EMC Principles for Electronics Product Design

Steve Hayes

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Steve Hayes

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Steve Hayes has over 30 years of experience in the product approvals industry and serves on numerous national and international standards committees.

From research and development to final certification, electromagnetic compatibility (EMC) principles should be a key focus of electronics product design. In addition to ensuring product safety and wireless coexistence, considering EMC principles in the early stages helps smooth the path to compliance and prevents costs and time associated with redesign.


EMC Principles made easy

Electromagnetic Compliance (EMC) is often described as a ‘Black Art’ but the key to unlocking it is understanding its basic principles. Once these EMC principles have been learned, EMC can suddenly appear much simpler. It's important to understand the difference between EMI vs EMC.


EMC electromagnetic interference basics

When a product is being designed – be it a physical product or a system – it is important to ask what needs to be considered to ensure EMC is achieved. To do this, it is essential to take a step back to basics and consider how EMC interference is generated.

In the simplest of terms, interference is caused by moving from one state of energy to another. As with the flick of a light switch, we expect this transfer of energy to be instantaneous.

EMC regulations, from commercial to medical to military, are essentially all asking how to stop the voltage overshoot or undershoot during energy transfer so that a product can function without interference.


EMC Principles - Asking the right questions

It is the probability of such interference which must be identified. No matter how much electromagnetic noise is generated, it must be remembered that there has to be someone or something receiving that noise for interference to occur. The key questions which must be asked are:

  • Where is this product going to be used?
  • With what/whom is it going to interfere?
  • How will the energy travel from the product to its “victim”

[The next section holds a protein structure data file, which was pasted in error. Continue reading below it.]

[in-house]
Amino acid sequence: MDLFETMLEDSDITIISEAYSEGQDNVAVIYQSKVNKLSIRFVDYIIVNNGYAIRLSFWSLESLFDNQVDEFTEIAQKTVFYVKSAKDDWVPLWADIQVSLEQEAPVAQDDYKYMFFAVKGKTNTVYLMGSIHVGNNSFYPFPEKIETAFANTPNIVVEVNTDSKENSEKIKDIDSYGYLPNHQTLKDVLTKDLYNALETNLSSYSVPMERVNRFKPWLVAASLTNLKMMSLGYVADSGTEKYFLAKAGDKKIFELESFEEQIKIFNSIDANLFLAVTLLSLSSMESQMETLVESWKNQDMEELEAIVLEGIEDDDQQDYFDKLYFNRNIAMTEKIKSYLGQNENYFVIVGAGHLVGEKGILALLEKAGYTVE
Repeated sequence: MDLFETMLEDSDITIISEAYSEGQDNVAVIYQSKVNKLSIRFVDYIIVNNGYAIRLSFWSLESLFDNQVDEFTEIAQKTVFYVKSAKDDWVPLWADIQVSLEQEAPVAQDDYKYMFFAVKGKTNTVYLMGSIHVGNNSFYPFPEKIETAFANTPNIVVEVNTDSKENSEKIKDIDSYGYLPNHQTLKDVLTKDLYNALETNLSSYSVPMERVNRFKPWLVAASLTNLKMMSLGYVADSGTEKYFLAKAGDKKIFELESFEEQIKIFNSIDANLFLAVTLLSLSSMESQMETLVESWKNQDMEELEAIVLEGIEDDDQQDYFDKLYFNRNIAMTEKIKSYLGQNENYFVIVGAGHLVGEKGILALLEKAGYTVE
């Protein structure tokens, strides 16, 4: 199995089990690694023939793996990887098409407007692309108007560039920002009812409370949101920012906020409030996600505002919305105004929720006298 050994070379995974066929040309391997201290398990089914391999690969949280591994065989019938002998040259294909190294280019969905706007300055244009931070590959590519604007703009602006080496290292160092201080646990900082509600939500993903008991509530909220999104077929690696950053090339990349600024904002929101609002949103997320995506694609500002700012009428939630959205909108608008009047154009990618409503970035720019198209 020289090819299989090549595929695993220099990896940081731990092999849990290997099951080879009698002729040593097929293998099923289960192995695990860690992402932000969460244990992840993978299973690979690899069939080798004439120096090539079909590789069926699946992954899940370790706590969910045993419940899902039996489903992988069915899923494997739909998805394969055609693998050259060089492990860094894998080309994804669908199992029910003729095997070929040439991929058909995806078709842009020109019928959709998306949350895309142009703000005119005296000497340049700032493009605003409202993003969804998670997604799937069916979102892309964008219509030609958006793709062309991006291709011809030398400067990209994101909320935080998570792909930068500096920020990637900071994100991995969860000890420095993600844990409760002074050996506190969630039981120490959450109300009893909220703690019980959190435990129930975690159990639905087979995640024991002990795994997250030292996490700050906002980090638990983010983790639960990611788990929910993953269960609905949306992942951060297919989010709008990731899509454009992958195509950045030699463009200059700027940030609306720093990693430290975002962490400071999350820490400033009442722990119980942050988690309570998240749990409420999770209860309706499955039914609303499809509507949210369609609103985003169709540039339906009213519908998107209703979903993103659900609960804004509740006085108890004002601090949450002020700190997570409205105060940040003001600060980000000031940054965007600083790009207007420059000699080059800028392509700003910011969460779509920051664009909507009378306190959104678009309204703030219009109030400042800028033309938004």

• Energy will travel either down the cabling or through the air, the two mechanisms, therefore, being radiation and conduction. Standards used are based around radiated and conducted tests. 


EMC coupling

There are mechanisms of which to be aware, such as capacitive coupling and induction. These are more unusual, even though induction is predicted to increase in significance as new technologies, such as wireless charging of electric cars and appliances, continue to emerge and become more widely adopted, the potential interference that they cause is limited.



“With our experience getting thousands of products successfully through final compliance and certification, we have identified the three most essential elements of EMC on product design: filtering, shielding, and earthing/grounding.”

Steve Hayes

Technical Director, Connected Technologies

Three considerations in EMC for product designers

Take three key factors into account.

Whether it is a product, a system, or a printed circuit board, the basic EMC principles remain the same. When considering how the design of the product could ensure greater electromagnetic compatibility, there are three key factors to consider:

  1. Shielding
  2. Grounding/Earthing
  3. Filtering


EMC shielding 

Depending on a product’s function, some devices produce unwanted electrical noise. The best way to prevent this noise from spreading to other, more effective radiators (such as cables) is to create a containment strategy.

A screening can (which is only solder fixed at each corner) may not be sufficient and having a weld along the full length of the folds is critical to ensure metal-to-metal contact, so a slot antenna is not inadvertently produced.